A report released in January by nongovernmental organization the Advocates of Silenced Turkey (AST) claims that schools in Afghanistan taken over from the Gülen movement and handed over to Turkey’s state-run Maarif Foundation have now become the subject of complaints from students and parents.
The 16-page report, titled “Turkey’s Maarif Foundation Poorly Performs in Afghanistan Mired in Scandals” and published on the organization’s website in a downloadable format, focuses on the current performance of the Maarif schools in this country, which were originally established and operated by sympathizers of the faith-based Gülen movement and which were, according to a May 2017 report by British daily The Guardian, considered some of the best in Afghanistan until they were recently taken over by Afghan security forces and handed over to Maarif after Kabul ceded ground in early 2018 in the face of pressure put on it by the Turkish government, which aims to shut down or take over Gülen-linked schools abroad as part of its foreign policy.
After a rough handover period, prolonged due to resistance from parents’ committees, Maarif has achieved the goal of school seizures, although that did not mean the end of Maarif’s troubles, according to the report.
“Maarif officials have been involved in a number of scandals, ranging from forgery of documents to orchestrating defamation campaigns on social media to target and discredit opponents of the Turkish President Recep Tayyip Erdoğan,” the report said.
The report went on to cite several complaints expressed by anonymous students and parents that point to a dramatic setback in quality of education, a sharp decline in professional management and a steady deterioration in services provided to students, claiming that they reveal an underlying problem that Maarif has no central objective, no roadmap or plan for how to run and effectively manage newly taken over schools.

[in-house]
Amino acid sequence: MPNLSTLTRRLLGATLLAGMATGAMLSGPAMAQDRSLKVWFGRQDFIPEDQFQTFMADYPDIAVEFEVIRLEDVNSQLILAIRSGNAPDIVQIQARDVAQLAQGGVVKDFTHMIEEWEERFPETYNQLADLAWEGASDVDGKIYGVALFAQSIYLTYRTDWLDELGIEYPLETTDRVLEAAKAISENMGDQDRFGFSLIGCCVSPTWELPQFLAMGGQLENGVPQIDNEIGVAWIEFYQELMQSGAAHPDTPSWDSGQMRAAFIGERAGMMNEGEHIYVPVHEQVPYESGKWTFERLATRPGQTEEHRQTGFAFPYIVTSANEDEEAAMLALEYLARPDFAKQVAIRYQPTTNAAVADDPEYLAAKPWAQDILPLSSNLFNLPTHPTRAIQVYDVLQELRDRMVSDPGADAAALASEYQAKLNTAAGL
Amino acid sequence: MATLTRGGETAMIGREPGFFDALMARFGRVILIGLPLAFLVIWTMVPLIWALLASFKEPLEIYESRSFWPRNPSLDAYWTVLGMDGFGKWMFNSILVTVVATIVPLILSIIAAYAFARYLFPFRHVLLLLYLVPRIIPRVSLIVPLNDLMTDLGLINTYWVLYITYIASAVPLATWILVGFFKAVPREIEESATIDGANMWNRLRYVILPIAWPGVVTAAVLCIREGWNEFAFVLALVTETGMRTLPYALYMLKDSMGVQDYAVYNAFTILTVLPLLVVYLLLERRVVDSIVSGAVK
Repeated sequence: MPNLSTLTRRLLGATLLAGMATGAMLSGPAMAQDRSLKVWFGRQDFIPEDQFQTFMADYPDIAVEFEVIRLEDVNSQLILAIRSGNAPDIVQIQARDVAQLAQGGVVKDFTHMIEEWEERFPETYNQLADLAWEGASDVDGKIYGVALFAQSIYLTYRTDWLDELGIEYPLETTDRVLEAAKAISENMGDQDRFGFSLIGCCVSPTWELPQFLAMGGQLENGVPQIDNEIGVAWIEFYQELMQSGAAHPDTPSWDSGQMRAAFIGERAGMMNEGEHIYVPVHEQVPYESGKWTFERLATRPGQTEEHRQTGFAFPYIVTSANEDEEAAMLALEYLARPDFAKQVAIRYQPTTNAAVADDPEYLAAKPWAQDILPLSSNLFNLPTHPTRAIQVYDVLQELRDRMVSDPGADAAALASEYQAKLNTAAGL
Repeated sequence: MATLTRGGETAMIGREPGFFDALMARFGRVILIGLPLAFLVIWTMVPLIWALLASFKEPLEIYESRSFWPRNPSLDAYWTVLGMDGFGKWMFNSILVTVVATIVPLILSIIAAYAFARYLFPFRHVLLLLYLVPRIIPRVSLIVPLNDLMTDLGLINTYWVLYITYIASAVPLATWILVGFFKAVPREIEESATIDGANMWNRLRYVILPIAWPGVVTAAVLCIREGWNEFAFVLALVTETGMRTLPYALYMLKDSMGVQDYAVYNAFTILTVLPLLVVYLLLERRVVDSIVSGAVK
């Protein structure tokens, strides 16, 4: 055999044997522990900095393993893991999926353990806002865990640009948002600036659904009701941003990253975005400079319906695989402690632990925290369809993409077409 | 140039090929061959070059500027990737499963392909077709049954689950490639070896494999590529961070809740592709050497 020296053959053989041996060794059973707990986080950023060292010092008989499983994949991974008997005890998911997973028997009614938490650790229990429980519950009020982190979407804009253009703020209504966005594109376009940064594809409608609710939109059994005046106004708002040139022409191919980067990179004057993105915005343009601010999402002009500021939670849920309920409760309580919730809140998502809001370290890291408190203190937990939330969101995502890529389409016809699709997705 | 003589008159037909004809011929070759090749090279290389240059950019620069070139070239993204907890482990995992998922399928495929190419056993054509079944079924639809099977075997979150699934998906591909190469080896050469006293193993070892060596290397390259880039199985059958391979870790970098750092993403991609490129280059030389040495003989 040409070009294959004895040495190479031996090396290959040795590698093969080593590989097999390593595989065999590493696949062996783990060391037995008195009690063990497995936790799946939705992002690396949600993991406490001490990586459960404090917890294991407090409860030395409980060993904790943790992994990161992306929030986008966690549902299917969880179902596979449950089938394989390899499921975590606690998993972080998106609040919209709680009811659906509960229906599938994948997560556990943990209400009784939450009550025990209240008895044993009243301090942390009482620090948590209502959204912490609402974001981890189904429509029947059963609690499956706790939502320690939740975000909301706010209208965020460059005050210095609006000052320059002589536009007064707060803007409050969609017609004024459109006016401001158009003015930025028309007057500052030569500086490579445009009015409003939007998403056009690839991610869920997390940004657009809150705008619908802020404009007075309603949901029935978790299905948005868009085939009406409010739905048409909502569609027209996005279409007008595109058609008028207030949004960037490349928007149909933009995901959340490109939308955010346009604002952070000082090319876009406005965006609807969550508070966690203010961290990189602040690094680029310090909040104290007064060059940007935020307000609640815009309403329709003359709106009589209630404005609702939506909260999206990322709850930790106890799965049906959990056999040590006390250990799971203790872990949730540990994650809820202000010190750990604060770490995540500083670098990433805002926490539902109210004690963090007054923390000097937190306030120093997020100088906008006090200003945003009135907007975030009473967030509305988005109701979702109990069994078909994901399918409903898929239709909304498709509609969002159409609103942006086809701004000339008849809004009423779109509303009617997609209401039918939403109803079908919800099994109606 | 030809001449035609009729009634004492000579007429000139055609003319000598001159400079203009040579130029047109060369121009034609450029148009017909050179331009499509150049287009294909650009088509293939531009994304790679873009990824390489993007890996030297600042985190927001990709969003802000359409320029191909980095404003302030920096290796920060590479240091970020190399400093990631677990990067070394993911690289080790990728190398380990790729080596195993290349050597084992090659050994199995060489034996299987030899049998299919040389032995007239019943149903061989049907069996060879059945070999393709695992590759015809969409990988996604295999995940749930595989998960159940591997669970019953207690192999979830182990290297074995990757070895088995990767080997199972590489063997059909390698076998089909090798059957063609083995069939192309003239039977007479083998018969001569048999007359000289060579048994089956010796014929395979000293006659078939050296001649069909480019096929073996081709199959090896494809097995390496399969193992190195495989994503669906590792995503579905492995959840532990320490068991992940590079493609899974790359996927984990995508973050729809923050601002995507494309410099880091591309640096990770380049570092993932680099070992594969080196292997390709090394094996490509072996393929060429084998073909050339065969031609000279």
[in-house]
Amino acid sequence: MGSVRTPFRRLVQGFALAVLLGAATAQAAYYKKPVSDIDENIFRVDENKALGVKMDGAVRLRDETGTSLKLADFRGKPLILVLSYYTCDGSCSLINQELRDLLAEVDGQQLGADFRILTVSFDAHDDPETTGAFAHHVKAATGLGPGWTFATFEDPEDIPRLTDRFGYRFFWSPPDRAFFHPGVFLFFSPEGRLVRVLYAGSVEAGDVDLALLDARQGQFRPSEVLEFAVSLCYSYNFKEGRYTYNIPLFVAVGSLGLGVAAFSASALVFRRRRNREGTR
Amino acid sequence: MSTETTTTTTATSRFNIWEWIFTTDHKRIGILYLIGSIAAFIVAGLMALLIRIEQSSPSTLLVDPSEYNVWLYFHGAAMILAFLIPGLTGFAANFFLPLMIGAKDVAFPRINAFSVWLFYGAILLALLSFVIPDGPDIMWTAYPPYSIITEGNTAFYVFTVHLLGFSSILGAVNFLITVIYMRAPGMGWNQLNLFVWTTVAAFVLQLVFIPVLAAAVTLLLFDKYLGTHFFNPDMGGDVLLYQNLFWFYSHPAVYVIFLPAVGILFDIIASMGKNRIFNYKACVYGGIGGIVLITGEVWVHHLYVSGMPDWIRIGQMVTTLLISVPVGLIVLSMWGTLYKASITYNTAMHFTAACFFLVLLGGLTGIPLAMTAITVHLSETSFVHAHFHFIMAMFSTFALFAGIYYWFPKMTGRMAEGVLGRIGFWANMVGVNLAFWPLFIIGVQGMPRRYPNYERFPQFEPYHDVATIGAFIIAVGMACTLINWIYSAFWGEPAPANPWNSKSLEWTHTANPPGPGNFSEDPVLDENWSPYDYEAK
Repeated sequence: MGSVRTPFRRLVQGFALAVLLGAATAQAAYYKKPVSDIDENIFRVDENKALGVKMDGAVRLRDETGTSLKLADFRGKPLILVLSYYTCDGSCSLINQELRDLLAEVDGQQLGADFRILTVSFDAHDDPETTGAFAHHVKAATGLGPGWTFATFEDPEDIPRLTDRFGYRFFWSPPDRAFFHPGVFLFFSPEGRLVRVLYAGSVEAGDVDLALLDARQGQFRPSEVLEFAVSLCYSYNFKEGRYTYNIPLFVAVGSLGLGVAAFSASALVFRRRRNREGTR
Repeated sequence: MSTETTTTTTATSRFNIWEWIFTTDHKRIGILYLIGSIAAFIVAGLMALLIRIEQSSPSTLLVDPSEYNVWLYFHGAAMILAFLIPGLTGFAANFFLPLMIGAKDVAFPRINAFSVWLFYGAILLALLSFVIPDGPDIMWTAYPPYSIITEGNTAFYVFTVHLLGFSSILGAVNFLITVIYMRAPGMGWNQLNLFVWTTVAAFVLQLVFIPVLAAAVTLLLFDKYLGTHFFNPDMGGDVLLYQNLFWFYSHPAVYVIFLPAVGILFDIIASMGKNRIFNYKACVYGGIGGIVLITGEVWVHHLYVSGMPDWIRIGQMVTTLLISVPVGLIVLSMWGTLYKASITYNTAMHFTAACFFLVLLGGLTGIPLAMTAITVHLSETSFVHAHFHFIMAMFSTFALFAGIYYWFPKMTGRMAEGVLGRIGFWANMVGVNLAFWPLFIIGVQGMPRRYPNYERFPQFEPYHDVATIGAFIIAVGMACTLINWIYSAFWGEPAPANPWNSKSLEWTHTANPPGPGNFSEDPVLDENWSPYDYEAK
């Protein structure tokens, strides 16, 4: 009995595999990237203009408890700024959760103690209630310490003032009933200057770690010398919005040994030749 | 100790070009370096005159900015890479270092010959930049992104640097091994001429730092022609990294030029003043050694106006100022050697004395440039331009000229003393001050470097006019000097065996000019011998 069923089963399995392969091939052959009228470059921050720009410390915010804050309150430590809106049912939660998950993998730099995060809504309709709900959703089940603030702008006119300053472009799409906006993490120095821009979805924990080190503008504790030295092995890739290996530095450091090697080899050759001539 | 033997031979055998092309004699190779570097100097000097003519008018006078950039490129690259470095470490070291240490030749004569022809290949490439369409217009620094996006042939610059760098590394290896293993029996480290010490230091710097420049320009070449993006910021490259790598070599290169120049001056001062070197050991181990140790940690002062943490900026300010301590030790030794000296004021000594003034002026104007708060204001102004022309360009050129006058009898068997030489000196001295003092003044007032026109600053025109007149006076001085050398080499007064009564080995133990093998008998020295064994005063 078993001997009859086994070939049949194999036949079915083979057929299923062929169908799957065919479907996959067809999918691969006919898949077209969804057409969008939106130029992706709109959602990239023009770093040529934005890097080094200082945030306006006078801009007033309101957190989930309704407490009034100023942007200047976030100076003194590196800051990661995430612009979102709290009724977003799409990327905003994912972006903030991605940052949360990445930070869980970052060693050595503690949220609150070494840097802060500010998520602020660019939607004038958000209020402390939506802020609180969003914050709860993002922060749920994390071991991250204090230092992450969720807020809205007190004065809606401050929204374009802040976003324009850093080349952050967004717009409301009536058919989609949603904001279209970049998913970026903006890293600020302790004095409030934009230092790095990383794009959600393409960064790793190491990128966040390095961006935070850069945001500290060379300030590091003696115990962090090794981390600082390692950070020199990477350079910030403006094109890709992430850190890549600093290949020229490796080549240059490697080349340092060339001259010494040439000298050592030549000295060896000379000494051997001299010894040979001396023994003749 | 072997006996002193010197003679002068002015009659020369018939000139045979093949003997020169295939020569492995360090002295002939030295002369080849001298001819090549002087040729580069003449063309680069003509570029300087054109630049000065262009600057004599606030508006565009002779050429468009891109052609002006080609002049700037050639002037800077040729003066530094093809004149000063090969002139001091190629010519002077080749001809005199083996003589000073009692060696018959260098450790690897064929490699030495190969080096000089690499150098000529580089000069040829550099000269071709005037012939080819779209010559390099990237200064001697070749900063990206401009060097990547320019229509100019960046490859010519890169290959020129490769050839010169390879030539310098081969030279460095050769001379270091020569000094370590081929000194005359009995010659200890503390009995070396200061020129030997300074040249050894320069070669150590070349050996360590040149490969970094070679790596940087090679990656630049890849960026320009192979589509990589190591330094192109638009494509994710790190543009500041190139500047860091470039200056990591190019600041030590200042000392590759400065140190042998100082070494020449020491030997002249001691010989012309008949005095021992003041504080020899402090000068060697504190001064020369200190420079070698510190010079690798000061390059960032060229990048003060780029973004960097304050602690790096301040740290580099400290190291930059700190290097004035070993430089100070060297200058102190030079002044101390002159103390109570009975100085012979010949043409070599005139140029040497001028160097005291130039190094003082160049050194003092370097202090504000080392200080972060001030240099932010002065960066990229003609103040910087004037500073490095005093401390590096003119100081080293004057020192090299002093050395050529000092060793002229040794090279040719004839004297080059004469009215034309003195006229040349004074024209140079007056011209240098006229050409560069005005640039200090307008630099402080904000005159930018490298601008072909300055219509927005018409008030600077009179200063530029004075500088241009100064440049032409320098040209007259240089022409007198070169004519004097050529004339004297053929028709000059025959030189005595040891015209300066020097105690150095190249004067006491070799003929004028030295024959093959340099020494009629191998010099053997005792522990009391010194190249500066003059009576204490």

“The new breed of teachers only fuel disillusion among students; they do not instill confidence in families and they do not exhibit the needed qualities or flexibility to adapt to a new set of realities and environment. They display symptoms of political affiliation (with the government of Turkey) and espouse a similar political ideology and ideas sometimes bordered on mere propaganda. This point is particularly disturbing for Afghan people who had already grown disgruntled and disillusioned with ideological indoctrination or politicized education either under Taliban rule or the subsequent dysfunctional governments,” the report argued.
Based on the account of parents, the report stressed that the first noticeable setback witnessed in a confiscated school is the lack of classes and the disappearance of discipline stemming from ineffectiveness on the part of the new teachers. Citing an example, the report reveals that a female teacher working in one of these schools used to work at a pizza store back in Turkey and applied for the position at the school through Maarif due to a higher salary designed to lure people to work in Afghanistan, and somehow got the job.
“‘My English is not good, I’ll tell the course in Turkish,’ the teacher reportedly told the class. When she faced resistance from students, she acknowledged that she had previously worked at a pizza store back in Turkey,” the report said.
“Courses of Turkish teachers pass in mere idleness. Teachers are unable to perform properly, and to deliver lectures. Instead, they talk about how Erdoğan is a patriot and how he acts as the leader of Muslims around the world. In comparison, they present and portray Fethullah Gülen as a terrorist and traitor to his country,” said a student who spoke on condition of anonymity for reasons of safety.
After police intervention and seizure of a school in Shibirghan, valuable material and equipment such as a CineVision player, security cameras, furniture, a refrigerator, computers and the personal belongings of former teachers were reported to be stolen or missing.
The new Maarif administration also allegedly burnt certificates and awards won by Afghan students in international science contests and competitions during the previous administration.
The report also included accounts of physical violence perpetrated on children at a school in Herat.
“An official called İsmail Turk take students who lodge complaints with the office of principal, to a locker room for physically beating them. To deter them from reporting this violence to their families, the official threatened to cut scholarship, to lower their grades, terminate their registry and relationship with the school and with other things,” said a student who spoke to AST about the incident.
Following a 2016 failed coup attempt that claimed the lives of 249 people, Erdoğan launched an all-out war on the Gülen movement, which he accused of masterminding the abortive putsch.
Even though the movement’s US-based leader Fethullah Gülen denied having any role in the coup attempt and called for an international investigation, it didn’t stop Erdoğan, who once qualified the coup as a “gift from God,” and his governing party from leading a massive crackdown on the movement inside and outside of Turkey.